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India today rushed 53 tonnes of relief materials to Bangladesh and pledged all help to Dhaka in tackling the humanitarian crisis after nearly 400,000 Rohingya Muslim refugees fled to the country from Myanmar following the ethnic violence in the Buddhist-majority nation.
"Operation Insaniyat: High Commission handed over 1st consignment humanitarian assistance by India to Bangladesh," the Indian mission here tweeted.
The first Indian consignment comes days after Bangladesh High Commissioner in New Delhi Syed Muazzem Ali met Foreign Secretary S Jaishankar last week and briefed him about the problems faced by Dhaka due to the influx of the refugees.
"India stands ready to provide any assistance required by Government of Bangladesh in this hour of need," an Indian External Affairs Ministry statement said today.
It said New Delhi always responded readily and swiftly to any crisis in Bangladesh, in keeping with the close ties of friendship between the peoples of the two countries.
"In response to the humanitarian crisis being faced on account of the large influx of refugees into Bangladesh, Government of India has decided to extend assistance to Bangladesh," the ministry said.
The relief material consists of items required urgently by the affected people, namely rice, pulses, sugar, salt, cooking oil, tea, ready to eat noodles, biscuits, mosquito nets, tents etc.
High Commissioner Harsh Vardhan Shringla said India will provide 7,000 tonnes of relief materials to Bangladesh.
Shringla handed over the relief materials to Bangladesh's Road Transport Minister and ruling Awami League general secretary Obaidul Quader after an Indian aircraft carrying the assistance landed at southeastern port city of Chittagong.
Bangladesh had said it required India's assistance in its efforts to handle the situation.
Shringla said India has expressed "deep concern" at the recent spate of violence in Myanmar, resulting in the outflow of a huge number of refugees into Bangladesh. "This has created unprecedented challenges for Bangladesh," he said.
The envoy said India appreciated Bangladesh for "making every effort to deal with the urgent requirements of food, clothing and shelter for the large number of refugees that have placed a huge demand on its resources".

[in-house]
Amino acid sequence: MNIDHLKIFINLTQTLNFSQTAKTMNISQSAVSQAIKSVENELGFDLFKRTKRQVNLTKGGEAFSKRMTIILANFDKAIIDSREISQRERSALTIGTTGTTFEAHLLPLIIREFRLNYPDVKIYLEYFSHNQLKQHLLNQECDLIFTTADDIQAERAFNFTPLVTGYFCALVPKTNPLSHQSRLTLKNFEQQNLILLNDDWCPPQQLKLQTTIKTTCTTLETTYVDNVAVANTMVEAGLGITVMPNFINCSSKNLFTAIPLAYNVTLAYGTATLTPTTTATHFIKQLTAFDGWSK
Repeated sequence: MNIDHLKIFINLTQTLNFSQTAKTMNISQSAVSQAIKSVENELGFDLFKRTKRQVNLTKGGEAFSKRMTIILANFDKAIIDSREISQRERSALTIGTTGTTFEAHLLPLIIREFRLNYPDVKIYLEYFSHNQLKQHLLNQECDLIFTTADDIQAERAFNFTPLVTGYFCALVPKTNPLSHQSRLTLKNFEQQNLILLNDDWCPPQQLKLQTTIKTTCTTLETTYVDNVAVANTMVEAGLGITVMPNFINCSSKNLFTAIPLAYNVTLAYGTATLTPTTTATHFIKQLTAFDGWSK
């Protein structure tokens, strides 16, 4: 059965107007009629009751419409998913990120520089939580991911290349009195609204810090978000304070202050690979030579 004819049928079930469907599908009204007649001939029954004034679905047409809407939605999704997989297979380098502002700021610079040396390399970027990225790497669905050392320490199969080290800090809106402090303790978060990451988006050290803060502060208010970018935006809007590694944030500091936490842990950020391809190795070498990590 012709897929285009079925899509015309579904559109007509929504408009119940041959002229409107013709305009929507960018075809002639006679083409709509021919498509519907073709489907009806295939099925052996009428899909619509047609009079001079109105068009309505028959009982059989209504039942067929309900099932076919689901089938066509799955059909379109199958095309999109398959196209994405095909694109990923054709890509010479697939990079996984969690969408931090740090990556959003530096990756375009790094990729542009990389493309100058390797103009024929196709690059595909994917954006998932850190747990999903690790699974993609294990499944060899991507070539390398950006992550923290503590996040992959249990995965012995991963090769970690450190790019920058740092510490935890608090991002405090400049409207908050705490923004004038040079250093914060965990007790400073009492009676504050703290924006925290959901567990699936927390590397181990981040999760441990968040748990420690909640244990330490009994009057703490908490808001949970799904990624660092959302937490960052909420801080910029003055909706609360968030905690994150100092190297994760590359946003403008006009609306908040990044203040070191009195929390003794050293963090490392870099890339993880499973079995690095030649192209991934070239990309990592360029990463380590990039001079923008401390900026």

He said the situation prompted India to provide urgent humanitarian assistance in consultation with Bangladesh.
"We are arranging to supply to each and every family of newly arrived refugees a 15-kg pack consisting of parboiled rice, lentils, sugar, salt, biscuits, milk powder and other edibles, in addition to soap, mosquito nets and other items of utility," he said.
He said several additional planeloads with relief supplies were expected to arrive over the next few weeks in coordination with the Government of Bangladesh.
The Indian mission said Quader likened the aid to India's assistance to Bangladesh during the 1971 Liberation War.
Bangladesh, which is facing a big influx of Rohingyas from Myanmar, has called on the international community to intervene and put pressure on Myanmar to address the exodus.
According to the UN estimates, around 400,000 Rohingya Muslims have fled Myanmar's Rakhine state into Bangladesh since August 25 when fresh wave of violence erupted.
According to reports, the violence began when Rohingya militants attacked police posts in Myanmar's Rakhine state.
Rohingya residents - a stateless mostly Muslim minority in a Buddhist-majority nation - allege that the military and Rakhine Buddhists responded with a brutal campaign against them, according to the reports.
Bangladesh has stepped up diplomacy to get support of the major stakeholders like China and Russia in mounting pressure on Myanmar to stop atrocities in the Rakhine state and take back their nationals.
The UN Security Council with China being one of its five permanent members yesterday took a unanimous resolution expressing "deep concern" about violence in Myanmar.
Bangladesh had earlier said the new influx of Rohingya refugees is an unbearable additional burden on the country which has been hosting around 400,000 Myanmar nationals who had to leave their country in the past due to communal violence and repeated military operations.
(This story has not been edited by Business Standard staff and is auto-generated from a syndicated feed.)